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Immunotherapy ; 13(6): 509-525, 2021 04.
Article in English | MEDLINE | ID: covidwho-1102464


In recent years, immune-checkpoint inhibitors (ICIs) have represented one of the major breakthroughs in advanced non-small cell lung cancer treatment scenario. However, enrollment in registering clinical trials is usually restricted, since frail patients (i.e., elderly, individuals with poor performance status and/or active brain metastases), as well as patients with chronic infections or who take concurrent medications, such as steroids, are routinely excluded. Thus, safety and efficacy of ICIs for these subgroups have not been adequately assessed in clinical trials, although these populations often occur in clinical practice. We reviewed the available data regarding the use of ICIs in these 'special' populations, including a focus on the issues raised by the administration of immunotherapy in lung cancer patients infected with Sars-Cov-2.

Carcinoma, Non-Small-Cell Lung/drug therapy , Immune Checkpoint Inhibitors/therapeutic use , Lung Neoplasms/drug therapy , Vulnerable Populations , Drug Therapy, Combination , Humans , Immune Checkpoint Inhibitors/adverse effects , Immunotherapy , Patient Selection
Eur Radiol ; 30(12): 6808-6817, 2020 Dec.
Article in English | MEDLINE | ID: covidwho-629489


OBJECTIVES: To correlate a CT-based semi-quantitative score of pulmonary involvement in COVID-19 pneumonia with clinical staging of disease and laboratory findings. We also aimed to investigate whether CT findings may be predictive of patients' outcome. METHODS: From March 6 to March 22, 2020, 130 symptomatic SARS-CoV-2 patients were enrolled for this single-center analysis and chest CT examinations were retrospectively evaluated. A semi-quantitative CT score was calculated based on the extent of lobar involvement (0:0%; 1, < 5%; 2:5-25%; 3:26-50%; 4:51-75%; 5, > 75%; range 0-5; global score 0-25). Data were matched with clinical stages and laboratory findings. Survival curves and univariate and multivariate analyses were performed to evaluate the role of CT score as a predictor of patients' outcome. RESULTS: Ground glass opacities were predominant in early-phase (≤ 7 days since symptoms' onset), while crazy-paving pattern, consolidation, and fibrosis characterized late-phase disease (> 7 days). CT score was significantly higher in critical and severe than in mild stage (p < 0.0001), and among late-phase than early-phase patients (p < 0.0001). CT score was significantly correlated with CRP (p < 0.0001, r = 0.6204) and D-dimer (p < 0.0001, r = 0.6625) levels. A CT score of ≥ 18 was associated with an increased mortality risk and was found to be predictive of death both in univariate (HR, 8.33; 95% CI, 3.19-21.73; p < 0.0001) and multivariate analysis (HR, 3.74; 95% CI, 1.10-12.77; p = 0.0348). CONCLUSIONS: Our preliminary data suggest the potential role of CT score for predicting the outcome of SARS-CoV-2 patients. CT score is highly correlated with laboratory findings and disease severity and might be beneficial to speed-up diagnostic workflow in symptomatic cases. KEY POINTS: • CT score is positively correlated with age, inflammatory biomarkers, severity of clinical categories, and disease phases. • A CT score ≥ 18 has shown to be highly predictive of patient's mortality in short-term follow-up. • Our multivariate analysis demonstrated that CT parenchymal assessment may more accurately reflect short-term outcome, providing a direct visualization of anatomic injury compared with non-specific inflammatory biomarkers.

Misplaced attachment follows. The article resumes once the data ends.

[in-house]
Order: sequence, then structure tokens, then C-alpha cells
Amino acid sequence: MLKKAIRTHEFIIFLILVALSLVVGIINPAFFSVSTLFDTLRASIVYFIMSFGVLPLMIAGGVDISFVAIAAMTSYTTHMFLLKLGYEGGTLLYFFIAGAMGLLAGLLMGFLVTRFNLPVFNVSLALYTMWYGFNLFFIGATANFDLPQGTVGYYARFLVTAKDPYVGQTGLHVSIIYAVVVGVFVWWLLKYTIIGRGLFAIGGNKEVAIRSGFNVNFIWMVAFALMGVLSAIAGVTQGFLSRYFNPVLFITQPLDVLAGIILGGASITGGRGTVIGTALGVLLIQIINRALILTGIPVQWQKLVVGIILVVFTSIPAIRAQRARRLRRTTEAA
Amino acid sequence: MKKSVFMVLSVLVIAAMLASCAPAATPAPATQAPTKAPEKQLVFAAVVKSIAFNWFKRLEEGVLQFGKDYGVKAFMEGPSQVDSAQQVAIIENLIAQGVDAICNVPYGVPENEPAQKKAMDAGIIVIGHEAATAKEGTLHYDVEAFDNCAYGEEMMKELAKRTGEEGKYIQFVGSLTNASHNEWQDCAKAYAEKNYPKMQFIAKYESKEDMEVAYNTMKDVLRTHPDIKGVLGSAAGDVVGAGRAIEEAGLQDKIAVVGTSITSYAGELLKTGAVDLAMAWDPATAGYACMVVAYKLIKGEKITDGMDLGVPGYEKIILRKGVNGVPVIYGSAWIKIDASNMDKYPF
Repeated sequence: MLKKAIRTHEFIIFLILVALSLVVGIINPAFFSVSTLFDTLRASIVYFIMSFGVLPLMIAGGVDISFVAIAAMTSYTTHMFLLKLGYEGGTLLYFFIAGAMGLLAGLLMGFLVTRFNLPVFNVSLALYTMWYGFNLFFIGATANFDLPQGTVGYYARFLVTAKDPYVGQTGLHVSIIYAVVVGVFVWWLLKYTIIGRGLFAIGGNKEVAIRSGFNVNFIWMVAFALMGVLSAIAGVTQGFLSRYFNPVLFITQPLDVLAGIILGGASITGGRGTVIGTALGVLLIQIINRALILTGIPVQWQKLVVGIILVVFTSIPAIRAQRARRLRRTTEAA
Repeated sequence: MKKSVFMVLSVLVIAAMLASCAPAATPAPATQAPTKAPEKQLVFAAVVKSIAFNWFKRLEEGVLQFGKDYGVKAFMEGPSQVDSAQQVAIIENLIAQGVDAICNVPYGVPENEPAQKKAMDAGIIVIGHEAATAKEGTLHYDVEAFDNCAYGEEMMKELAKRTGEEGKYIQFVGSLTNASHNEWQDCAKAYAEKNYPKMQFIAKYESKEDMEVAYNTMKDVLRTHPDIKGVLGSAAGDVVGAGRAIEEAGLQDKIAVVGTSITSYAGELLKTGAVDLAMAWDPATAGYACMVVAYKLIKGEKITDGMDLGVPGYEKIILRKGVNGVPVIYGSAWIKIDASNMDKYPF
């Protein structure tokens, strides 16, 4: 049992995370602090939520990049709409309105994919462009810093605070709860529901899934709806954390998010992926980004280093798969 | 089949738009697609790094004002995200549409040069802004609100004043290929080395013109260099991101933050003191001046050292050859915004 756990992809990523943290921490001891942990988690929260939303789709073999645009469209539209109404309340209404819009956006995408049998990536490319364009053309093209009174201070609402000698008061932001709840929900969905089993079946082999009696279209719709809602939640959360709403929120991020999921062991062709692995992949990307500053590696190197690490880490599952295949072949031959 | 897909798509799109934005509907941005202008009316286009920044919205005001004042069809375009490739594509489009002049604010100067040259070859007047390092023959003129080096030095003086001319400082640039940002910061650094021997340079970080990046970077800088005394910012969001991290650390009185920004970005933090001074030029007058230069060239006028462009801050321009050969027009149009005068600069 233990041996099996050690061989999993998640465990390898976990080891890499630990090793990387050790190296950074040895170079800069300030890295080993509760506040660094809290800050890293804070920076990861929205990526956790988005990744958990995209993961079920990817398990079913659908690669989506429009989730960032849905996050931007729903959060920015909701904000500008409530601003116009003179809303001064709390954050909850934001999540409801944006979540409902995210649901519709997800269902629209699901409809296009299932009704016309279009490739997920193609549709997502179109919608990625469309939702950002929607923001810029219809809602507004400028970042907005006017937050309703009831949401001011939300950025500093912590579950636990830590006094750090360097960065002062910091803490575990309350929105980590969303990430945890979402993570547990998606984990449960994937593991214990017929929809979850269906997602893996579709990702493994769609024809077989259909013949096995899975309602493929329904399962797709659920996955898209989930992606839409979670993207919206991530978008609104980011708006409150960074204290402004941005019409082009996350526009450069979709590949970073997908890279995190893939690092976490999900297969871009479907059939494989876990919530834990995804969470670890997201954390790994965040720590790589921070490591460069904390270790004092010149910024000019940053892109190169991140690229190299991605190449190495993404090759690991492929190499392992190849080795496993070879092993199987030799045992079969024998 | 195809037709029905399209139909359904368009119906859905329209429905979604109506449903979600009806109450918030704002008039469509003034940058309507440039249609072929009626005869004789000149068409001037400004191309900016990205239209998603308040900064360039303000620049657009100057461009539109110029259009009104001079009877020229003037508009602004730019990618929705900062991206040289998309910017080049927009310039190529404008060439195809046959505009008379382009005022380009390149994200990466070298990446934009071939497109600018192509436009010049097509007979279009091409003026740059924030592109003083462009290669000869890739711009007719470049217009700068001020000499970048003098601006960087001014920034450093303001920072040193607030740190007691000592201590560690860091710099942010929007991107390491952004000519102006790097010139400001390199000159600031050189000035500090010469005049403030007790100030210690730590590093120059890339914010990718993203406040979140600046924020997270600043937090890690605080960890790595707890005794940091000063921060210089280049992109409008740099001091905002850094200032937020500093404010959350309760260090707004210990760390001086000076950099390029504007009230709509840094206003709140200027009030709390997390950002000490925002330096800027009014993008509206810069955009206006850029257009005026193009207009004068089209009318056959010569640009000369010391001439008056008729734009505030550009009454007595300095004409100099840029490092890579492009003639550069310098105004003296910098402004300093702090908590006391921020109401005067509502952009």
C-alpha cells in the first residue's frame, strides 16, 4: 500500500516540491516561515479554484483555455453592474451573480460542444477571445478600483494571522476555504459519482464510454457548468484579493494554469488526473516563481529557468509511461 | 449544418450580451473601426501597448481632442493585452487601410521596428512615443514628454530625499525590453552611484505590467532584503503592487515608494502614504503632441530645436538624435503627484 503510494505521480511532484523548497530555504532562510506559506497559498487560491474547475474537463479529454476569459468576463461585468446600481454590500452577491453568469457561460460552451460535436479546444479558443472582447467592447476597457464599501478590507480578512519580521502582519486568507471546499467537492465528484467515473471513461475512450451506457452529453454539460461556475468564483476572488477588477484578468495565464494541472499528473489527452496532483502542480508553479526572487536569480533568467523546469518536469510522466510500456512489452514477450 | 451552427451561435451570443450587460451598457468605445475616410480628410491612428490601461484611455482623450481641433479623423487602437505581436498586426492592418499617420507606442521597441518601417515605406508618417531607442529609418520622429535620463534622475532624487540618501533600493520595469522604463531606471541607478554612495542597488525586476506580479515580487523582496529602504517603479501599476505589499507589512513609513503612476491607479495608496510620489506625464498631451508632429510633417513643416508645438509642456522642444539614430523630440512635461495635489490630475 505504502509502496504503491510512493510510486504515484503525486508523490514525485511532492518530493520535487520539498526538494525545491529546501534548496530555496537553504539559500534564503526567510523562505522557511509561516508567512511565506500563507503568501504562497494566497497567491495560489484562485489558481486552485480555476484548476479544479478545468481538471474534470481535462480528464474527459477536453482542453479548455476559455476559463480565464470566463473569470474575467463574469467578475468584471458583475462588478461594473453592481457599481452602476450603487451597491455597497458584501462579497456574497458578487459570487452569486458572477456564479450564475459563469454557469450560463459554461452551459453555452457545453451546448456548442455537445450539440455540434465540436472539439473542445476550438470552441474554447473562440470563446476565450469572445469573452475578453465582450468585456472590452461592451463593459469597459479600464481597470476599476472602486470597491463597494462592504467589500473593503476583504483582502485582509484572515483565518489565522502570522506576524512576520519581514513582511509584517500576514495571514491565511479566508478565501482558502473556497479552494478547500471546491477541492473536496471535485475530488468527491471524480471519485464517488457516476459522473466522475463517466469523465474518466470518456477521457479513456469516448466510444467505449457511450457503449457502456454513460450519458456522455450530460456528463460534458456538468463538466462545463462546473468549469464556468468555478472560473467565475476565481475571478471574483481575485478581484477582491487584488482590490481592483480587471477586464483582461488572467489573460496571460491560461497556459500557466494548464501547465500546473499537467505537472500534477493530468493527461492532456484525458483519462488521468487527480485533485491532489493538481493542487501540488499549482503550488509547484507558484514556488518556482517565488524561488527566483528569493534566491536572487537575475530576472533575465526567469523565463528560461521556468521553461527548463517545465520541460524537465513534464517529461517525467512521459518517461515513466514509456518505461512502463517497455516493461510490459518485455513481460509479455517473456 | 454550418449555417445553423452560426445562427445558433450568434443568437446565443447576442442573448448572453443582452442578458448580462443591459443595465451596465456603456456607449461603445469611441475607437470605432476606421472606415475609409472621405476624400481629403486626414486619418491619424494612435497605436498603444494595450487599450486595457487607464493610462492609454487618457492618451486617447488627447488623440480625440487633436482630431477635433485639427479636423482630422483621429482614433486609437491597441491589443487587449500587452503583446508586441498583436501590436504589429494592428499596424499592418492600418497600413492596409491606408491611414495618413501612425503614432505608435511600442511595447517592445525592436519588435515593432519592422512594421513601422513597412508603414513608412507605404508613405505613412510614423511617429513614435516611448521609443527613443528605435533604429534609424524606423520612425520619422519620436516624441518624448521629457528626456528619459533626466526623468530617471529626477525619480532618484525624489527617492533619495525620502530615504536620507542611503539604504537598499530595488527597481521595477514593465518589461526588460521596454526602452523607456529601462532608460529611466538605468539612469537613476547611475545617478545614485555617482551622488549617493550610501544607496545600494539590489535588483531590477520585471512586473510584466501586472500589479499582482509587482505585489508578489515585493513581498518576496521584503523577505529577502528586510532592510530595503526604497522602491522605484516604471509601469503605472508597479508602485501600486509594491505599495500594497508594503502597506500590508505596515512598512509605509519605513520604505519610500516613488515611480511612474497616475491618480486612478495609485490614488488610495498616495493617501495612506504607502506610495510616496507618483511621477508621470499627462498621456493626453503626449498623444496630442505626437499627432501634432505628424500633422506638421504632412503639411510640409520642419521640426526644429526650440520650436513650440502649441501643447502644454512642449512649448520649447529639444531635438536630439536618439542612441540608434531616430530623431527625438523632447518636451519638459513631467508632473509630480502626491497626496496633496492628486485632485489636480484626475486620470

Betacoronavirus , Coronavirus Infections/diagnosis , Lung/diagnostic imaging , Pandemics , Pneumonia, Viral/diagnosis , Tomography, X-Ray Computed/methods , Adult , COVID-19 , Coronavirus Infections/epidemiology , Female , Humans , Italy/epidemiology , Male , Middle Aged , Pneumonia, Viral/epidemiology , Prognosis , Retrospective Studies , SARS-CoV-2 , Severity of Illness Index